While DevRel is one sphere of marketing, its nature is of closeness to the developers. There are many actions which would bear no consequence for someone in a different line of work yet are unthinkable for someone working with the developers. I often hear stories of those who, failing to understand this, tread unwittingly on the tiger’s tail, to say, causing great despair for the developer.
And so it is often asked whether DevRel teams belong in marketing or in the development team. In reality, which is the better fit?
DevRel is a marketing activity, so the simplest answer would be that, yes, this is where it belongs. This is most likely the reality in most cases.
A merit is that the team can work towards goals shared with the marketing team. Their task is to propagate the company’s products and services, and it is important to share in this. They can undertake activities in tune with marketing objectives such as user acquisition and improving activity rates.
I often hear that when an evangelist or advocate has a background in developing, they are called upon for help during the height of development. By being part of the marketing team, they are able to avoid tasks that deviate from their main purpose thanks to the physical distance between them and development. Not doing so would mean that the busyness of development may lead to them being unable to fulfill their evangelist duties.
They say that marketing does not have the largest budget. Still, the assignment for marketing activities it is most likely larger than what is assigned to the development team.
Among the evangelists and advocates with a background as a developer, many of them feel stress when they are away from the development site. A fair few will often return to the development site after a brief intermission for their evangelist activities. Being away from the development site would make it difficult to accumulate practical techniques used on site, even with the latest technological advances. Evangelists and advocates are therefore said to be peddling their skills.
Moreover, there are some who say they struggle to adjust to the marketing atmosphere. Although “technical” in that results manifest as numbers, for a developer, there are many times when the way those numbers are produced is too chancy. When numbers are the objective, the quality can be neglected. It is not rare for someone with a developers perspective to feel stress in such methods.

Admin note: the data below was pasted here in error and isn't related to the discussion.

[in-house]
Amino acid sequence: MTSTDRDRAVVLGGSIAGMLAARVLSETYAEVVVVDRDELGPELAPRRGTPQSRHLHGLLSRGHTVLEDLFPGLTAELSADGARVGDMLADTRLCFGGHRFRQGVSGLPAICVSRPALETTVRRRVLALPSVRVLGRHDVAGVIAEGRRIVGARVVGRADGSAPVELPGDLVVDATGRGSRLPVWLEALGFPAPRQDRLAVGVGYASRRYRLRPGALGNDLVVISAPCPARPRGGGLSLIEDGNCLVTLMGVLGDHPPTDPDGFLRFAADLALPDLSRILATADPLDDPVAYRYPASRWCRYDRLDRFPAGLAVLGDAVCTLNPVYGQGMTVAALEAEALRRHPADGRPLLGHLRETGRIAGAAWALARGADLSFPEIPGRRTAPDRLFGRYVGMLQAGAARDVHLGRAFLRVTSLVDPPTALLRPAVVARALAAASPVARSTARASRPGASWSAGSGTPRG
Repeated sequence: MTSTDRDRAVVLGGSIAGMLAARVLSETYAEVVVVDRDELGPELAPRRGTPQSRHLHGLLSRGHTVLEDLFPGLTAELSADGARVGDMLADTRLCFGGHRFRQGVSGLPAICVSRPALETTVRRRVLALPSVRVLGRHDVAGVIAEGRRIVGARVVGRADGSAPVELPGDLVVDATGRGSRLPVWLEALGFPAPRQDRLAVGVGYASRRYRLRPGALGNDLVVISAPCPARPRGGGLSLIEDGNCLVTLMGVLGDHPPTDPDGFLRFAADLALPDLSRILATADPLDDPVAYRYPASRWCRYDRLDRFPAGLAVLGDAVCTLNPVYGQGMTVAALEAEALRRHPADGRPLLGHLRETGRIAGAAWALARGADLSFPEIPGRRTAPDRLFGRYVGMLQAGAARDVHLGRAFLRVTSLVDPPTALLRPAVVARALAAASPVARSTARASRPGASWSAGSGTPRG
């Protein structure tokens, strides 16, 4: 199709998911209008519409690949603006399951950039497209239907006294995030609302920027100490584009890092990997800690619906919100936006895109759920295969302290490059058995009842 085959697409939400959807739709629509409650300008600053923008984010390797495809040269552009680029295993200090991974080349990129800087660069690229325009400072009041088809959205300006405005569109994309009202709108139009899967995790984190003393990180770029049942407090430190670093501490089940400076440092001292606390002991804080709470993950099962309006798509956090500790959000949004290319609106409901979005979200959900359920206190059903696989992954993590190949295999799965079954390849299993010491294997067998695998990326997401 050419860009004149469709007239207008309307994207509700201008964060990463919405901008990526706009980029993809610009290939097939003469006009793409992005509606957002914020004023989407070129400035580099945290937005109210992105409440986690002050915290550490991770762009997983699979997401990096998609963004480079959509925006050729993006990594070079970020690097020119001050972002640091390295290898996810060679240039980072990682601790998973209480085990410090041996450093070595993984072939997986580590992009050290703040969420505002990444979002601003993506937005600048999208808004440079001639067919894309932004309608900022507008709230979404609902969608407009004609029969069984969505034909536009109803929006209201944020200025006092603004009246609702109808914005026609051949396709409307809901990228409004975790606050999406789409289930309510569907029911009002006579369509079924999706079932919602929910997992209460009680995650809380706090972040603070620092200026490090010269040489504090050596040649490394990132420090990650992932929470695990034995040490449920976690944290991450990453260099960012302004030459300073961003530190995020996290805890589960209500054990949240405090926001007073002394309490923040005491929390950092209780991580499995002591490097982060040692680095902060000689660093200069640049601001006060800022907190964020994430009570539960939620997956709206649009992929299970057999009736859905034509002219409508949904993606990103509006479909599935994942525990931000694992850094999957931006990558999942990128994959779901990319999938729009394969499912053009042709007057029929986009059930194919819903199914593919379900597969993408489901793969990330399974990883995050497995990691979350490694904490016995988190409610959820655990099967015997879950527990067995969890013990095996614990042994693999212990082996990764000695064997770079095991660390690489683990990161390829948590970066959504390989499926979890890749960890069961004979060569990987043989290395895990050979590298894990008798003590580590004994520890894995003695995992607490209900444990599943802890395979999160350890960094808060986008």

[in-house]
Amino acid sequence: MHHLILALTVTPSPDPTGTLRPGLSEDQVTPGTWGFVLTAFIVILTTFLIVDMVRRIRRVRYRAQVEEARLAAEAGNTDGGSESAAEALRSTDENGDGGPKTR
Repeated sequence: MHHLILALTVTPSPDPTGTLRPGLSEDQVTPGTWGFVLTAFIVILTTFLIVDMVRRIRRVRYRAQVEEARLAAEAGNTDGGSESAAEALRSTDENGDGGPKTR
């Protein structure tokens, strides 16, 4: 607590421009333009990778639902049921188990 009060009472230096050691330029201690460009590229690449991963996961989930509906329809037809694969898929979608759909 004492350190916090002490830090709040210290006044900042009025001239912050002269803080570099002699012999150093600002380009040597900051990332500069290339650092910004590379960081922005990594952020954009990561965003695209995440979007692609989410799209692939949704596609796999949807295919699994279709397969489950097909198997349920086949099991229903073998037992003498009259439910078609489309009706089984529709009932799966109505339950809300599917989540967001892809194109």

So what if DevRel was in a development team? While the opposite can be said to the marketing case as stated above, there are a few merits and demerits.
The biggest merit would be being in close proximity to the development site. With easier access to the company technology they would be able to be aware of version upgrades and changes straight away. It would be easy to grasp the development schedule and understand future developments.
User feedback could be easily communicated to the developing team—a privilege existing only through closeness. A marketing team would have to go through the process of first compiling the information before sharing it with the development team. In addition, as development prioritizes the development team itself, there is the problem that requests from marketing may not always find their destination easily.
The greatest demerit would be that the development schedule may wreak havoc on the evangelist’s activities. In a development team, the evangelist is not a specialized role but often has multiple responsibilities as a lead engineer or a CTO, for example. If the development schedule enters a not-so-busy period, there is always the chance it may pick up at anytime. Presentations are scheduled at least a month in advance, so it is not exactly the case they can leap into a presentation whenever their hands are free. While they are in the midst of preparations, they could be hit with fresh waves of development work.
Next, there is the issue of budget. Development teams tend not to allocate much to DevRel. It is usually enough to purchase development tools and products for improving production, but not enough for business trips and other novelties. Therefore, we tend to see a system where planning is undertaken in marketing only for the presentation to be handled by the evangelist. In this case, reconciling development and presentation schedules is often a problem.
The author recommends the following (In order of best to worst).
If we have to pick between marketing and development, I would say it should be marketing. DevRel’s objectives are based more in marketing, and it would be difficult to get results even if it were in the development department. If the development department has a marketing function, it can no longer be said to be a development department.
But to say the answer is marketing only, would be a misleading statement. I think that, if possible, it would best for DevRel to exist in-between marketing and development, fulfilling an intermediary role, or to belong to the marketing department while having presence in the development department too.
Evangelists and advocates need to have fluency in both marketing and development. They should bridge with not only external developers but also internal marketing and development.
MOONGIFT can provide evangelist and advocate services. We can also support your DevRel organization and planning operations. If you are starting DevRel, having problems with an existing system, or want to get better results, please by all means get in touch with us.
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